But Android was more reliable.
I also didn’t try dictating a long document, like this column, because phones are rarely used for lengthy composing.
I found that both platforms’ dictation systems worked well enough for me to recommend them. In case after case, both phones got it right, or close enough to require little correcting.
But there are differences. Android has an advantage in that, in the newest version of its operating system, it displays the dictated text almost in real time, lagging just slightly behind your spoken words. On the iPhone, the system only reveals its rendering of your dictation after you’ve tapped on a “Done” button.
Android’s dictation system also supports many more languages than Apple’s—40 languages and dialects, including Spanish, Chinese, Arabic and Hebrew. On the iPhone, only English, French and German are currently supported, though Apple says Chinese, Korean, Italian, and Spanish will be added later this year.
However, I found the iPhone 4S worked better than the Galaxy Nexus in noisier environments. For instance, in a crowded shopping-mall food court, while neither phone was perfect, the iPhone understood me to say: “I am dictating this email from the very noisy Court at Montgomery Mall on the iPhone”—missing only the word “food” and capitalizing “Court.” The Android phone mangled a very similar sentence as: “I am dictating this email on droid phone from the bearing noise for it montgomery mall.”
Google notes that, unlike Apple, it supports many phones, and that the results might have differed on another model, with better noise cancellation. Apple says the iPhone 4S does have noise cancellation. And, in any case, the two phones’ results were more comparable in quieter settings.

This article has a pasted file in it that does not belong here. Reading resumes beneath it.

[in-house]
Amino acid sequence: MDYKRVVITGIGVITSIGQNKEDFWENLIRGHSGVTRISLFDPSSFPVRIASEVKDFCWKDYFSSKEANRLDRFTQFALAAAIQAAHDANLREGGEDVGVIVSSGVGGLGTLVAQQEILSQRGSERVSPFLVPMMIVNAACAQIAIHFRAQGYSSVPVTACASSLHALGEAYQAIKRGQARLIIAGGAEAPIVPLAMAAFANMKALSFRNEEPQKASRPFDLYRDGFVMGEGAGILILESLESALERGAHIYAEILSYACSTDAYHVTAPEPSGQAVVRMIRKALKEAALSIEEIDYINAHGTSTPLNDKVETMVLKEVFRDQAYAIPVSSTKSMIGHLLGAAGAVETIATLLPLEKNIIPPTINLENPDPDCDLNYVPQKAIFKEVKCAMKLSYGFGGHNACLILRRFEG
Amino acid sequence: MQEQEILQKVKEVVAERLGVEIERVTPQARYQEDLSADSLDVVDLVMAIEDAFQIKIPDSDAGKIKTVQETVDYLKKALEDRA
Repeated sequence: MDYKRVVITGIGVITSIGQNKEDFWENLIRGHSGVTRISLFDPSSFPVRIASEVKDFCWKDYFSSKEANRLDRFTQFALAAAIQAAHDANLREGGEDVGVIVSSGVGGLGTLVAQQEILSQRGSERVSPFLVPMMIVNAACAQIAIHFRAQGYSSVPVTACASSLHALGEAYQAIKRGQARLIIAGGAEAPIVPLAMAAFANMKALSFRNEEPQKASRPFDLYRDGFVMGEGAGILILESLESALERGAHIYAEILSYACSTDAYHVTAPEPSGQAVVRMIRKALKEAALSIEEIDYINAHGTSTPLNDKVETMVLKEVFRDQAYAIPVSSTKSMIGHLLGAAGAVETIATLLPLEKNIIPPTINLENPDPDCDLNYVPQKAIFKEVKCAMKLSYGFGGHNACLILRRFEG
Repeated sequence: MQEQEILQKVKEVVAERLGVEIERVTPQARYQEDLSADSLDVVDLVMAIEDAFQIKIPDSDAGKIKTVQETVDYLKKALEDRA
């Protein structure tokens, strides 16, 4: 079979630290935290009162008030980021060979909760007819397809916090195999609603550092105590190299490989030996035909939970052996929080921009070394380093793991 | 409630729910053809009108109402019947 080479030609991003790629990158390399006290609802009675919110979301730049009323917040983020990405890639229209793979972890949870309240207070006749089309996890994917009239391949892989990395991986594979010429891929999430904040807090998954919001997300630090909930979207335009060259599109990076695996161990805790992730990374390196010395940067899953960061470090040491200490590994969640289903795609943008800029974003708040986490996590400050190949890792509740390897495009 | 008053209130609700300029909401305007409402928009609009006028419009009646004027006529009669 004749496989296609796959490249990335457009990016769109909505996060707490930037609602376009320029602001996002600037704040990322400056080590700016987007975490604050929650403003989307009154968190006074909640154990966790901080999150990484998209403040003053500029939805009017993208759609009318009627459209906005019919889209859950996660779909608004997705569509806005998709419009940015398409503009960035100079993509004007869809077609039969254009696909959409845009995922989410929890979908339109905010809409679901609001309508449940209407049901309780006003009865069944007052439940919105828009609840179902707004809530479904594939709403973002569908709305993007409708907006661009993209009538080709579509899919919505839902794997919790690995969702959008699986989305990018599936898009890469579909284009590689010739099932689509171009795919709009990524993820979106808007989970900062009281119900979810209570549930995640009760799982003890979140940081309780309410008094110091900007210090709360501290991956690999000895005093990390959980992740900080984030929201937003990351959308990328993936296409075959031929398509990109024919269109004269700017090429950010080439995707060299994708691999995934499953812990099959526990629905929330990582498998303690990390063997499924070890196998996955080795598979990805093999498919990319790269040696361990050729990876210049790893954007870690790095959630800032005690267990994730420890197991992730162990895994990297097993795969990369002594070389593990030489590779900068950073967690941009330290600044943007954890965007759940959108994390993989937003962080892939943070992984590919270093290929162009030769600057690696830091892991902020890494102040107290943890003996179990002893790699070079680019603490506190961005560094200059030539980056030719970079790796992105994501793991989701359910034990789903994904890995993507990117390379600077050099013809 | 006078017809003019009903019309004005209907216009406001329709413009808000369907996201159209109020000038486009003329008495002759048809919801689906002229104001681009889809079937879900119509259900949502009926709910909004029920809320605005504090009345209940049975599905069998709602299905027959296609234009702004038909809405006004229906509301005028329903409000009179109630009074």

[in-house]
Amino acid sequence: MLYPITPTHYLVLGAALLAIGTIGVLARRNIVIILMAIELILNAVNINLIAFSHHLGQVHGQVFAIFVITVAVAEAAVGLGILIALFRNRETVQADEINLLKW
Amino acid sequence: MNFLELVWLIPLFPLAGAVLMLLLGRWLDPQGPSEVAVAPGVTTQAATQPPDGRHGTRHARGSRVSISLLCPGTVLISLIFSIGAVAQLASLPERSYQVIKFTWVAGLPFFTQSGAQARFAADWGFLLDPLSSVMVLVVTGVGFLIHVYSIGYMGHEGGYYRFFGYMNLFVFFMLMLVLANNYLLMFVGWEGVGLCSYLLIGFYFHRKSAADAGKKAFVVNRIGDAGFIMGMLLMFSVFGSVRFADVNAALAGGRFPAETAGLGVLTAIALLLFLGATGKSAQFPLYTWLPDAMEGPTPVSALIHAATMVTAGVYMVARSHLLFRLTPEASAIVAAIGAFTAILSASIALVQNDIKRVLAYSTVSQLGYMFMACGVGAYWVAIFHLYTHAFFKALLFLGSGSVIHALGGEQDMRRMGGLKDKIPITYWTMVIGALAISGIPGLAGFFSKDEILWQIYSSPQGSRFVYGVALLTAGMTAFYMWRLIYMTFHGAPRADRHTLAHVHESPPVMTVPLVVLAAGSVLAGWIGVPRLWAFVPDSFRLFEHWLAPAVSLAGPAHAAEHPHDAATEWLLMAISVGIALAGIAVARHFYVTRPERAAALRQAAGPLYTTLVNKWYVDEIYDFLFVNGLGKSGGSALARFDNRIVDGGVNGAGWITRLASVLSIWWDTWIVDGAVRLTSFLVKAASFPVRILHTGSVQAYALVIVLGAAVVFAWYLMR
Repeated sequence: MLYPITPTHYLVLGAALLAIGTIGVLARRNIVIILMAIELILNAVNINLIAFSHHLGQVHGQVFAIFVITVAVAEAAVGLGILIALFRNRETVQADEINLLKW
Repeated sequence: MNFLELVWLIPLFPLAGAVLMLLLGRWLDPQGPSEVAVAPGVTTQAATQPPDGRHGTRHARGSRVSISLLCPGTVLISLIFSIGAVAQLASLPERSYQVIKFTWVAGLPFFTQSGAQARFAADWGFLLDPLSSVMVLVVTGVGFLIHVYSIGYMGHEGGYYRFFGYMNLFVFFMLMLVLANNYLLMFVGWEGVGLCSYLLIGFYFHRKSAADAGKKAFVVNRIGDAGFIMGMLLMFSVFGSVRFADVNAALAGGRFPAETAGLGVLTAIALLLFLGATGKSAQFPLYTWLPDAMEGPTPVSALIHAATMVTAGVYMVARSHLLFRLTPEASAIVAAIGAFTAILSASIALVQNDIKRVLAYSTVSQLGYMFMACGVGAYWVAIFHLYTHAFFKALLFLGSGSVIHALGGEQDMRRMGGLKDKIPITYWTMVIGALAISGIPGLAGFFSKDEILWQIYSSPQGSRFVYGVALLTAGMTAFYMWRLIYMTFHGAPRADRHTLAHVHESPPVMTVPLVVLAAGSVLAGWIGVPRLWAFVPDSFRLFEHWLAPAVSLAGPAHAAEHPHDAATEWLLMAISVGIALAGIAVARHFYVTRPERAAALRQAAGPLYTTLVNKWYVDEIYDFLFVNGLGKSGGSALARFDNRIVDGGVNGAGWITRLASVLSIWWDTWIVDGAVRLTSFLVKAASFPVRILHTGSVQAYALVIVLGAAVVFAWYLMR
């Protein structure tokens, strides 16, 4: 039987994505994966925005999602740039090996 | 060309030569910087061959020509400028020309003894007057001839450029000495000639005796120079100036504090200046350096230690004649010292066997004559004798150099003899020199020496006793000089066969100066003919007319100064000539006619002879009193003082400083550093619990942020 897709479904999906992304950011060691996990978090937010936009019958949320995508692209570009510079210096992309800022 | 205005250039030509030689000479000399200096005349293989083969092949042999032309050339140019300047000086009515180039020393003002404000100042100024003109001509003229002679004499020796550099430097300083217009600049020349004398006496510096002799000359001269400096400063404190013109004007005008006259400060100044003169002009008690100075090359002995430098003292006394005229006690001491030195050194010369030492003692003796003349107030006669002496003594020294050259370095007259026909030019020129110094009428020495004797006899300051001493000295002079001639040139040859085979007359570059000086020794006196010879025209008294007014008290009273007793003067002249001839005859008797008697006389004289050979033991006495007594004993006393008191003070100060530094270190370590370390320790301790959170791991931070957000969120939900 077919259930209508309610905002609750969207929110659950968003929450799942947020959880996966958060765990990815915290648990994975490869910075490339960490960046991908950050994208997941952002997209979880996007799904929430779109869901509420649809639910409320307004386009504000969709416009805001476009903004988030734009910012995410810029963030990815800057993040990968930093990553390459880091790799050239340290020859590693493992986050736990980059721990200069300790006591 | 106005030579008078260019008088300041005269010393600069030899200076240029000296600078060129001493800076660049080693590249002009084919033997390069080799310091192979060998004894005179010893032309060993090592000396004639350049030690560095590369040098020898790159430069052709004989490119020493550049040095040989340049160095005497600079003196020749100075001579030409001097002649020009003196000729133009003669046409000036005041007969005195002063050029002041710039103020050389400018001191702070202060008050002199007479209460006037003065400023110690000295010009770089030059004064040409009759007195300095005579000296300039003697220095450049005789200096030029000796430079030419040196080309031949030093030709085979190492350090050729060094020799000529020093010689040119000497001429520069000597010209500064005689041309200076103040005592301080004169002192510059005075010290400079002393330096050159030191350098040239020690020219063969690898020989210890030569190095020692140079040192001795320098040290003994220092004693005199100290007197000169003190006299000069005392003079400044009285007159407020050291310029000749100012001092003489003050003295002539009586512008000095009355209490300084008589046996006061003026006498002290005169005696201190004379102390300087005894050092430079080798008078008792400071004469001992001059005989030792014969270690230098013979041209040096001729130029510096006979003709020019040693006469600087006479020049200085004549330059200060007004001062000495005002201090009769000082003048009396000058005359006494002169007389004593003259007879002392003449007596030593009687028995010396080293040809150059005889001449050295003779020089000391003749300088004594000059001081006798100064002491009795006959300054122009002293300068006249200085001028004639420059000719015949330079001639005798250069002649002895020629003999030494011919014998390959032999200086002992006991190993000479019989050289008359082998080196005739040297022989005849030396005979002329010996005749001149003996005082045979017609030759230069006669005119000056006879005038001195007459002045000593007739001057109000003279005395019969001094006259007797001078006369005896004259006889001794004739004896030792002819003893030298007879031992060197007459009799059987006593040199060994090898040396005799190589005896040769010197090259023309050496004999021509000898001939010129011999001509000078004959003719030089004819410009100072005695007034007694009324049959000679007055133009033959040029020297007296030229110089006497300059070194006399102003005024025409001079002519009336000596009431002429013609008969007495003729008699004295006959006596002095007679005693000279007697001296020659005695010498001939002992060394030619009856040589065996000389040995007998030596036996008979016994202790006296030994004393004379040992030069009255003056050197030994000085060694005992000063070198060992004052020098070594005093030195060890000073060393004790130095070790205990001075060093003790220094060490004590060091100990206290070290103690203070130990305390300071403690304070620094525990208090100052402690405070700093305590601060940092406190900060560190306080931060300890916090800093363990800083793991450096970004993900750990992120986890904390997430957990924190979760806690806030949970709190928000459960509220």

Apple’s system also did better at capitalizing proper names, like Stradivarius, or Red Sox, or even Google (which my Android phone, ironically, always rendered in lowercase). But Google says it will be updating its dictation feature in weeks to better handle proper names.
On the other hand, I found that, when Android did err, it had a more extensive and easier to use manner for correcting those mistakes than the iPhone did. Android was also more reliable; sometimes the iPhone returned no text at all.
Still, I found these differences less important than the fact that, for me, the results on both platforms were impressive. On both, if you say words like “period” or “comma,” you generally get the punctuation mark (though both try to make the distinction when you actually want a word like “period.”)
And, in test after test, both did a good job. Errors were generally fewer than if I had typed the words quickly.
Both have a downside: Because they do the transcription on their servers, and they are anxious to improve, they do retain some information about what you’re saying. Both companies say they respect your privacy, but, if you worry about transmitting your messages or notes to Apple or Google, don’t use dictation.
Otherwise, especially for those who find typing on glass clumsy, the microphone key on Android and the new iPhone is something you might want to add to your arsenal of ways to use your phone.
Email Walt at firstname.lastname@example.org.